As Rick moves through the different levels of the simulation to find reality, Jerry’s section continues to operate at minimum capacity, causing glitches that make it glaringly obvious that this isn’t the real world. Eventually, Rick gives them a fake recipe and they escape with the Zigerion ship exploding behind them.
“M. Night Shaym-Aliens!” is a fairly simple episode of Rick and Morty, but that’s part of why it’s so high on the list. It shows early on in the series’ run that it can turn even the most basic stories into an incredibly entertaining half hour of television. This episode also leads to Jerry’s unemployment (he tries to pitch “Hungry for Apples?” in the real world without success) an event that strains his relationship with Beth and the rest of the family in later episodes and seasons.
2. Season 2 Episode 4: Total Rickall
After telepathic parasites infiltrate the Smith-Sanchez house, the family has to determine which of the zany characters that appear are real and which are the parasites in disguise. The parasites multiply by inducing flashbacks of happy memories with loved ones that don’t actually exist.
This episode gives us wonderfully hilarious scenes including the family’s trip to see Hulk: The Musical, Summer and Tinkles friendship song, Rick becoming obsessed with buying and flipping Nintendo DS’s, and Jerry and Sleepy Gary’s secret affair. “Total Rickcall” is a riff on the classic flashback episode that sitcoms like Friends have, except in this case these events never actually happened. While this isn’t the weirdest episode of Rick and Morty, it’s clear that the writers had a great time coming up with characters that progressively get weirder and weirder. And to make things even better, we get to meet Mr. Poopybutthole for the first time, who is a great guy and surprisingly not a parasite.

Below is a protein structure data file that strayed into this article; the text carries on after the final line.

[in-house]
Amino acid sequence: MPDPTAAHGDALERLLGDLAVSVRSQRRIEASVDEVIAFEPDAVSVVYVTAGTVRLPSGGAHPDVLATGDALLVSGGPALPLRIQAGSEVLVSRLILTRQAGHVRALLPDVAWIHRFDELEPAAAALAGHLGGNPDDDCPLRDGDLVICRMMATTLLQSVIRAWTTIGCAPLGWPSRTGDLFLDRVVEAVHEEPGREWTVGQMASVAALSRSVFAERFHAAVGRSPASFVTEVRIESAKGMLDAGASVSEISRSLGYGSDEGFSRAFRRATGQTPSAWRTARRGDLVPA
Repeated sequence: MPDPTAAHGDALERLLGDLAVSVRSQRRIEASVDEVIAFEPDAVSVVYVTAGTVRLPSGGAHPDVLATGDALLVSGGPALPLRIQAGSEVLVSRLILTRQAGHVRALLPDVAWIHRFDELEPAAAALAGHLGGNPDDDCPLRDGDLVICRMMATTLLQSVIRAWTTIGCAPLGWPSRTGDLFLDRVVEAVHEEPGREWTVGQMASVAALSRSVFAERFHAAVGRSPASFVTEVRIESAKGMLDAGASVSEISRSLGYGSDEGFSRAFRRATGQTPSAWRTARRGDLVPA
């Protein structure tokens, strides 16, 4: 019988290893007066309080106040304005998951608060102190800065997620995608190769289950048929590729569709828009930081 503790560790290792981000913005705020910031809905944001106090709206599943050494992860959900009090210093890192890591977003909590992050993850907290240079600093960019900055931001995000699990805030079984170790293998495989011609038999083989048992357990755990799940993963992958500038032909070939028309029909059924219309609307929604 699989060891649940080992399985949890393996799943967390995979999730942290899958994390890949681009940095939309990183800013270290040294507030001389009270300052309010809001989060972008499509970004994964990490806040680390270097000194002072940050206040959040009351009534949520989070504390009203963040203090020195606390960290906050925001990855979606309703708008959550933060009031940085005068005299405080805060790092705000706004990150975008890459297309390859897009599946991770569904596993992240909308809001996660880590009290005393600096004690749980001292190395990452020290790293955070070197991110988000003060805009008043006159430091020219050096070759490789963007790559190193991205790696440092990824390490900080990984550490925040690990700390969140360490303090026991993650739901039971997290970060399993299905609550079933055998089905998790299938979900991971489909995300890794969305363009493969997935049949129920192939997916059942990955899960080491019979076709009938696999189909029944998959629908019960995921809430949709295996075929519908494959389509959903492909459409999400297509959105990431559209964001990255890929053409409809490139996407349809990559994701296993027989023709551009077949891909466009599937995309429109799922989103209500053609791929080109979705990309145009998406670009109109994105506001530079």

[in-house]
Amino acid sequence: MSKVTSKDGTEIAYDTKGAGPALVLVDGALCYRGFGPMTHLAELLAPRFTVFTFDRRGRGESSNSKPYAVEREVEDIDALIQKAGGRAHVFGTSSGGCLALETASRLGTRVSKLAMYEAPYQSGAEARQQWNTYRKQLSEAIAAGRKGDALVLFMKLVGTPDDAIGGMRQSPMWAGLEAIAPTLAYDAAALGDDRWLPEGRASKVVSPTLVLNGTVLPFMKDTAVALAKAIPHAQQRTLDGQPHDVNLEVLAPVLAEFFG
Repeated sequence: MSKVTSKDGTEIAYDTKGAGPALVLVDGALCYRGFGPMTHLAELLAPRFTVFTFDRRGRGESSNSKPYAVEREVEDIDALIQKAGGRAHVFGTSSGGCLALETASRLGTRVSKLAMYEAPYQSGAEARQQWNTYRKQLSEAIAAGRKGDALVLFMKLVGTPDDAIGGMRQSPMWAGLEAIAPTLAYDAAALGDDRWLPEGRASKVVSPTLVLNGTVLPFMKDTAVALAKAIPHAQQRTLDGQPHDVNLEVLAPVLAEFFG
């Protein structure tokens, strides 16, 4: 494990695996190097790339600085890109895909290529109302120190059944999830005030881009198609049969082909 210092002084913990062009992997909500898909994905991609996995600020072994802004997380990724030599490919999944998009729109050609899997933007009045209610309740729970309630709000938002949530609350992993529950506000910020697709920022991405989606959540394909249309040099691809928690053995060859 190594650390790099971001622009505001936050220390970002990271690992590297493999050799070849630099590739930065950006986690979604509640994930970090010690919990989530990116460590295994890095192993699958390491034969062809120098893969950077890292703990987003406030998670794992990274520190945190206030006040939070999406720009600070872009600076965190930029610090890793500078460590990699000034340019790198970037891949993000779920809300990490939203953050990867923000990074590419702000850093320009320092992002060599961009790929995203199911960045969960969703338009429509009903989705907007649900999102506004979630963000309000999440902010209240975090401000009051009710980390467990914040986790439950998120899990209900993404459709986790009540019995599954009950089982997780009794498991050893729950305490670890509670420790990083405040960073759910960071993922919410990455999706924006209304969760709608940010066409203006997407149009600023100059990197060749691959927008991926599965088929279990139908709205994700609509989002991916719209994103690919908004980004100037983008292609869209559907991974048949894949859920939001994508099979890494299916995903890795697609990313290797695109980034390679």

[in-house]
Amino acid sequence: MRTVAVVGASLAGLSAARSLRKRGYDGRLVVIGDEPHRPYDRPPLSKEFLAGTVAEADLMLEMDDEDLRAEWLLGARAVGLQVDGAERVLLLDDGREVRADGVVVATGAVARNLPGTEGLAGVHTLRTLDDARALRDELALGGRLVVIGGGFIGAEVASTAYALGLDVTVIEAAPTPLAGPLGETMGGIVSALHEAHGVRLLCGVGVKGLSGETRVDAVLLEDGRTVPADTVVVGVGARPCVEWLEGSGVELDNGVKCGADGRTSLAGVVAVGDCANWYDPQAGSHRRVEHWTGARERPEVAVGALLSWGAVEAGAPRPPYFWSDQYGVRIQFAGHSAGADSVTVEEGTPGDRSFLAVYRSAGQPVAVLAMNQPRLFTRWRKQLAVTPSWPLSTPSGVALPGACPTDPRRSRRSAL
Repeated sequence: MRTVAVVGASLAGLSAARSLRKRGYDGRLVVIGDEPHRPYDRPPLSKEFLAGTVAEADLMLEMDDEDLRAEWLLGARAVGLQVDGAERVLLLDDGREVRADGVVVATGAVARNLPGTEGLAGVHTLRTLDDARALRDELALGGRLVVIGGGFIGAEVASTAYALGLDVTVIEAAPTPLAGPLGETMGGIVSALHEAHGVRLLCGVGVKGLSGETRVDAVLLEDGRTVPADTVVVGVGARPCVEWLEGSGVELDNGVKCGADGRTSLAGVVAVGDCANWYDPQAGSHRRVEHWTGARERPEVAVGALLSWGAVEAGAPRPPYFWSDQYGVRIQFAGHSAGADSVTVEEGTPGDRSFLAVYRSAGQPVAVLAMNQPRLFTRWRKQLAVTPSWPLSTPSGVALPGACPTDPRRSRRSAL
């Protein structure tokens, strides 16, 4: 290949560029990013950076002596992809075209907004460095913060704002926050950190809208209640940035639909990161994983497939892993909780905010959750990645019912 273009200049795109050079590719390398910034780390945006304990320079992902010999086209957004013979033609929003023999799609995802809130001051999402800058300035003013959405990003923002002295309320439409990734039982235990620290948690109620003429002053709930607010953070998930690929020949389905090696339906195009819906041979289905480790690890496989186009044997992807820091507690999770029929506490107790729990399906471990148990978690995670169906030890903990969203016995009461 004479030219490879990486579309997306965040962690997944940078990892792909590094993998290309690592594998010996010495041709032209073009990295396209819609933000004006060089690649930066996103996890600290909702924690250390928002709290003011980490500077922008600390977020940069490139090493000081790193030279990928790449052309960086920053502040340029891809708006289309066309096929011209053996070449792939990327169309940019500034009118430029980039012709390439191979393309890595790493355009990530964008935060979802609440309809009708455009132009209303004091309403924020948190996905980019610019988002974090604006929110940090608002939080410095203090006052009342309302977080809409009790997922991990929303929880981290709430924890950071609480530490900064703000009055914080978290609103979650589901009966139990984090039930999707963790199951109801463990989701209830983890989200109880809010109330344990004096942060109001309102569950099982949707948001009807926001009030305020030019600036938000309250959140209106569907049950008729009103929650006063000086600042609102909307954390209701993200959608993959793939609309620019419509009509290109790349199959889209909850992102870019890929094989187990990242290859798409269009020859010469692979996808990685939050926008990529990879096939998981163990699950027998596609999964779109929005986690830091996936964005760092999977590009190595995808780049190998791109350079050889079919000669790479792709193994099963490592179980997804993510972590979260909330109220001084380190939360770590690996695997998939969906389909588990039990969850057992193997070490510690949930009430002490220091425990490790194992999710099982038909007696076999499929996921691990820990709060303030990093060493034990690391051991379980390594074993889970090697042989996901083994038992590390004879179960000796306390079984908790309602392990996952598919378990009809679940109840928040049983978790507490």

1. Season 4 Episode 5: Rattlestar Ricklactica
Like many Rick and Morty episodes, “Rattlestar Ricklacta” has a bunch of weird plotlines that don’t seem like they should work together, but incredibly they do. Morty inadvertently starts a Terminator-esque time-war with a planet of snakes. He shows them proof of life on other planets when he replaces the astronaut that bit him in space with a pet store snake from Earth, and somehow that translates to snake-Skynet and snake-Terminators seeking revenge.
While Rick and Morty try to undo his mistake and stop the onslaught of vengeful snakes from time-warping onto their lawn, Jerry’s incompetence hits an all-time high when he loses his shoe and starts to float away. Rick makes him neutrally buoyant for 10 hours so that he can put up Christmas Lights without dying, but his safety relies on his ability to keep both shoes on his feet, which for Jerry proves to be an impossible feat.
To top it off, Summer becomes briefly obsessed with snake jazz and it’s hard to blame her, because even though the snakes’ time travel laws are incredibly messy, their music kind of slaps.
This episode is number one because it’s almost impossible to watch it and not have a good time. Between Morty’s guilt creating snake Terminators and a convoluted timeline, no one believing in Jerry’s ability to put up lights on his own or wear shoes like a normal person, the holiday vibes, and the music, this episode has almost everything you could ask for.